Anthropology and Photography 2014 (1)

British Museum, Clore Centre, 29-31 May 2014


Constructing and Contesting Imaginaries: Anthropology, Photography, and the Histories of Durable Visual Tropes

Location Sackler B
Date and Start Time 31 May, 2014 at 13:00


Aubrey Graham (Emory University)  email
Sydney Silverstein (Emory University)  email
 Mail All Convenors

Short Abstract

This panel examines the relationship of anthropology and photography in the creation, mobilization, and contestation of durable, globally circulated representations of peoples and places with attention to historical, economic, political connections and implications of particular visual tropes.

Long Abstract

Particular representations often become lingering tropes. Through repeated visual and written depictions, peoples and cultures have become knowable to global audiences. Imagined from the outside, such images have formed facets of circulating global imaginaries, often connecting unexpected places (such as Peru and the Democratic Republic of the Congo) through a shared set of photographic and analytic practices. Images served, and still serve, as gatekeepers to the constructed 'others' - creating economies of conjuring, seeing, and discursively engaging geographies and peoples.

Historically significant sets of moral and economic issues frame the choices made by image-makers and anthropologists responsible for both early and current formations of cultural and regional imaginaries. Yet, as the circulation of images and image creators increased with the productive and reproductive visual technologies, imaginaries constructed from without have been reconceptualized, played into, shaped, and reformed from within.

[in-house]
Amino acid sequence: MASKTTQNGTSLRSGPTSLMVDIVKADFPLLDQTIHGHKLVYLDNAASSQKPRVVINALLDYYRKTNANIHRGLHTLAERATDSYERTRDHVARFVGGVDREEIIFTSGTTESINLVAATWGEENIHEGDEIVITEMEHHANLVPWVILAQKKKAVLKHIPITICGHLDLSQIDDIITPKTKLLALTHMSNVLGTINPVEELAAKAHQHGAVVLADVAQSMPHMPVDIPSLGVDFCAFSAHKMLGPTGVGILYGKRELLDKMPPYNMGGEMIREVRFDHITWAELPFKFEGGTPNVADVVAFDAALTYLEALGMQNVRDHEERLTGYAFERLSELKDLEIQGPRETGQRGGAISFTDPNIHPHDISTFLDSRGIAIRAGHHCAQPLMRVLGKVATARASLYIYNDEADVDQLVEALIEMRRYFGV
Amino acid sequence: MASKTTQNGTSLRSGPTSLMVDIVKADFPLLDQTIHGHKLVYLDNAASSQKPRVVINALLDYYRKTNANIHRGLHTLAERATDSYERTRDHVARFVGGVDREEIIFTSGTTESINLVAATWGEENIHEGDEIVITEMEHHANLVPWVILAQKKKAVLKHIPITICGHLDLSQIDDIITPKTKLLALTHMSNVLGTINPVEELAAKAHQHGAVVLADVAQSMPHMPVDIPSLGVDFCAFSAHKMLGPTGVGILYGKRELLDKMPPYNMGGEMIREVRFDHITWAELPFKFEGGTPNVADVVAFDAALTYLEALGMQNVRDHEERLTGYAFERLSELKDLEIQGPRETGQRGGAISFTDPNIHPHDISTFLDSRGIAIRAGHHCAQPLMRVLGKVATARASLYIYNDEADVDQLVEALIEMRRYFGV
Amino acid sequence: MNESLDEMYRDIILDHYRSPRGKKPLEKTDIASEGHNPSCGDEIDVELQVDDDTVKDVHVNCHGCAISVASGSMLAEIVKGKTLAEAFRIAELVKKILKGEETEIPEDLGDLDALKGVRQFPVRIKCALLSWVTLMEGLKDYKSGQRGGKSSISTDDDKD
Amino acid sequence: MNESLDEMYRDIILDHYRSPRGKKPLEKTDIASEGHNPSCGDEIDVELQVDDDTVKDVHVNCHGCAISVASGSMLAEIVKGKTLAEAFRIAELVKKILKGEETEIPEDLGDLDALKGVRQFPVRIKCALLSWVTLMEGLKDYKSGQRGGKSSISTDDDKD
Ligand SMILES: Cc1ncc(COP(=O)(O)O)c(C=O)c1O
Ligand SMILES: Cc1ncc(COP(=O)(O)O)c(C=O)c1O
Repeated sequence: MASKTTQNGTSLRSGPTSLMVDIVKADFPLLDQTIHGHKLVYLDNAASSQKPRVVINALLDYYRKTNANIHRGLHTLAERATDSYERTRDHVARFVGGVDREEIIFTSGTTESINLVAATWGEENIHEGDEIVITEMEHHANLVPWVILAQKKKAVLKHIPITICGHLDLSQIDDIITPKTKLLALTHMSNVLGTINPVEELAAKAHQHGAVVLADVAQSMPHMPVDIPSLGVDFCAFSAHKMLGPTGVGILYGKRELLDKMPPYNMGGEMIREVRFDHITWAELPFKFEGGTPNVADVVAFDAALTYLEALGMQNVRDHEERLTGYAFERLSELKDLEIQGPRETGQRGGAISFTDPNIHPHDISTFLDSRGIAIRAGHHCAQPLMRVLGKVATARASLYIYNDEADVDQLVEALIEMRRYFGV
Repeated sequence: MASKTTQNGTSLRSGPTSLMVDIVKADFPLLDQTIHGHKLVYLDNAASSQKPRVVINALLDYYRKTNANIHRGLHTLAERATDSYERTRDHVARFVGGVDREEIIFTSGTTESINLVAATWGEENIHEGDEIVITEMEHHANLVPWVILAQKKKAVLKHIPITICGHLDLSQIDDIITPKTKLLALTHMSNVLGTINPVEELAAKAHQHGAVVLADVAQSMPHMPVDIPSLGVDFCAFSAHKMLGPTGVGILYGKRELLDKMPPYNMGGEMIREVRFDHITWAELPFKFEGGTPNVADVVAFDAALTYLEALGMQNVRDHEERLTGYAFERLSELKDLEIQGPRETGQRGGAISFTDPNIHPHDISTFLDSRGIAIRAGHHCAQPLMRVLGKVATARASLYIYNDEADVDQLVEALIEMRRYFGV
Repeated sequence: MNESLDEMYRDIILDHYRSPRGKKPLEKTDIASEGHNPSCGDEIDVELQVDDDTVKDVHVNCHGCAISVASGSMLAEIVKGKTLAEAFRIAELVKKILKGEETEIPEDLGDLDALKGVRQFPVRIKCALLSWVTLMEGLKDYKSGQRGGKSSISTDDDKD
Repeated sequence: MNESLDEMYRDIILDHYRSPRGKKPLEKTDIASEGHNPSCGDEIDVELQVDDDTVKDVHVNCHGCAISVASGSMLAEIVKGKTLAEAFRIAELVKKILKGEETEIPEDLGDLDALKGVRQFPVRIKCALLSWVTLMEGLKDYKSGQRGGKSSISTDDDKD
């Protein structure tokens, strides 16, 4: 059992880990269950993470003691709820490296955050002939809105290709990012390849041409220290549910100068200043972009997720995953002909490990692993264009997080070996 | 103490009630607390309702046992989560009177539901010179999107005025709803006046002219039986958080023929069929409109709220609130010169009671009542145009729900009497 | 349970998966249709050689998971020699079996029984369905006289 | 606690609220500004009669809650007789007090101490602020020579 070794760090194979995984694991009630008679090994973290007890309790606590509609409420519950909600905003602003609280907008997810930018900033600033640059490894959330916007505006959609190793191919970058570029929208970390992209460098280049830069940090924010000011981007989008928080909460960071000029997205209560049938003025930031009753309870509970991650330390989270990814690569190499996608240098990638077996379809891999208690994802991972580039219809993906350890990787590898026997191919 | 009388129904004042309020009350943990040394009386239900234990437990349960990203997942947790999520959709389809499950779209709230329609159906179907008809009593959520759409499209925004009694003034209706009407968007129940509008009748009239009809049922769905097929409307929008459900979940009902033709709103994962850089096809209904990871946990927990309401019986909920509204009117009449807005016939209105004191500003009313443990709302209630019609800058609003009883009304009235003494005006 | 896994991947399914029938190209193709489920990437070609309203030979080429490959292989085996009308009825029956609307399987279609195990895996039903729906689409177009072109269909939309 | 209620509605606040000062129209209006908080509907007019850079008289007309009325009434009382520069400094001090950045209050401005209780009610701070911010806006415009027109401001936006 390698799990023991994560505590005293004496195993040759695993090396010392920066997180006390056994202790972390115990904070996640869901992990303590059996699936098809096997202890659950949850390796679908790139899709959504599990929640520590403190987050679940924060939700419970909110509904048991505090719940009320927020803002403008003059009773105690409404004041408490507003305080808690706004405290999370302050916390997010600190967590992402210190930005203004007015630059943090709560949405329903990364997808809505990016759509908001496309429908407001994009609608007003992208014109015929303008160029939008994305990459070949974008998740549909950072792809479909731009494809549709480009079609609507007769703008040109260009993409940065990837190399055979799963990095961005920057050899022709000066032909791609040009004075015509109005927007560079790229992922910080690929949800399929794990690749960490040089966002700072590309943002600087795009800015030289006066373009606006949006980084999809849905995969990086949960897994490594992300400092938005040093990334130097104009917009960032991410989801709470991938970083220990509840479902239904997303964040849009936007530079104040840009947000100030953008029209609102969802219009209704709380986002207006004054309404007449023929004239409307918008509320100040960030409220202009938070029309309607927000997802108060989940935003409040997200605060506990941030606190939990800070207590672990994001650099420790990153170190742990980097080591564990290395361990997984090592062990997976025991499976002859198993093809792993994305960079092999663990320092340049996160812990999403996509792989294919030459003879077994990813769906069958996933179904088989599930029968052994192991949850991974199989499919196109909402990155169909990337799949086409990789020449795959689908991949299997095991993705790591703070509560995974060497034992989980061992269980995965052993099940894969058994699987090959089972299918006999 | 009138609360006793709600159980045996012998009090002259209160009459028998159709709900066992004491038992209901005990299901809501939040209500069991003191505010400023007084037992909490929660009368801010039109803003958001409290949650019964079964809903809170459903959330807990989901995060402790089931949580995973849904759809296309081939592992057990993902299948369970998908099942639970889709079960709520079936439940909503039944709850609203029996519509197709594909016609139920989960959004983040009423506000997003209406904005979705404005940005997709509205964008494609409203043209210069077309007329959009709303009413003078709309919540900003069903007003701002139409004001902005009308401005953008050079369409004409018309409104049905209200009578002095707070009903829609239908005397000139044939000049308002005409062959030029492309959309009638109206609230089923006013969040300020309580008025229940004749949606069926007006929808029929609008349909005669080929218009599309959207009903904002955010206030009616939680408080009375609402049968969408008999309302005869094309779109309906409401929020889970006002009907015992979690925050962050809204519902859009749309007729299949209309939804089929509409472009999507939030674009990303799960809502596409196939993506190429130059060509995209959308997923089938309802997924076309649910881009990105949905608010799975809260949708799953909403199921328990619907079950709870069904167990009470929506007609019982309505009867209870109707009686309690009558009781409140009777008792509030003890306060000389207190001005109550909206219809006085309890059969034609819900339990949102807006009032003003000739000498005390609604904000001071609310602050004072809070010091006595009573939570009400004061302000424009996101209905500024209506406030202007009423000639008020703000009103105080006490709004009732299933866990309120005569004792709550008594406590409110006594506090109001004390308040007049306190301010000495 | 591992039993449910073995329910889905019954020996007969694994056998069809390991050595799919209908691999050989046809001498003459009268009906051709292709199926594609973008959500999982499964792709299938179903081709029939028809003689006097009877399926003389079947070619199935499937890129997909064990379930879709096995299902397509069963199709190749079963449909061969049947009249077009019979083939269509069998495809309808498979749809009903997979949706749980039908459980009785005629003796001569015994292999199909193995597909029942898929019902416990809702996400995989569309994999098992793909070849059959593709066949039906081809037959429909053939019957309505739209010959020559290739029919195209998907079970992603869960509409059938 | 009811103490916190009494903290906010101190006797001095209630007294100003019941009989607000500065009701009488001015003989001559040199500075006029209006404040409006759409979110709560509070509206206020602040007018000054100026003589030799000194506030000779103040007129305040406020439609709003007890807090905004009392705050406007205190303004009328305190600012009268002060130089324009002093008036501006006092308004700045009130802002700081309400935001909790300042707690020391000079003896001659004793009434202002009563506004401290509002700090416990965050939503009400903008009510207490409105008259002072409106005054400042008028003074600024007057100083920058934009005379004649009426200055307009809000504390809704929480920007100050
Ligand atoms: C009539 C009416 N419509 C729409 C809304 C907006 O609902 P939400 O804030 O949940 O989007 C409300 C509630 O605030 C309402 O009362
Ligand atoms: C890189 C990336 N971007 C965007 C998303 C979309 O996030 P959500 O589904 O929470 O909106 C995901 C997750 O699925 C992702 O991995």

This panel welcomes papers addressing the intertwining roles of photography and anthropology in creating durable tropes and imaginaries and reproducing them on a global scale. Papers may address, but are not limited to analyses of varied geographic, historical, and political visual arenas in response to:

- How anthropology and photography have contributed to enduring (regional or topical) visual imaginaries.

- How local interpretations of constructed tropes have reshaped and alternatively engaged global / cliché visual imaginaries.

- How visual representations of a place or people have changed over time, responding to global, economic, and political factors, and the roles of anthropological research in producing or preventing these changes.

Discussant: Amanda Ravetz

This panel is closed to new paper proposals.


Women carrying babies: colonial postcards to Flickr

Author: Nancy Ukai Russell email

Short Abstract

Photographs of women carrying babies on the body, carefully posed as objects of anthropological interest, was a popular subject of colonial-era postcards. A century later, this visual trope persists in digital form, a maternal and material world reimagined, ethnographic research notwithstanding.

Long Abstract

From the early 1900s, during the golden age of postcards, the inexpensive photo postcard enabled particular, clichéd images of "native women" carrying infants on their backs, hips or chests, using cloths, netbags or animal skins, to circulate rapidly, inexpensively and globally. Such images on colonial postcards provided an exotic visual contrast to the Edwardian practice in Western metropoles of women pushing babies away from the body in wheeled carriages.

Photographs of babycarrying were used by colonial publishers, missionaries and in ethnographic spaces to highlight difference, assert cultural superiority and entertain distant populations. Often shown in profile, such images of women were visual shorthand for anthropological theories that cast the carrier as a beast of burden at a lower stage of evolutionary development.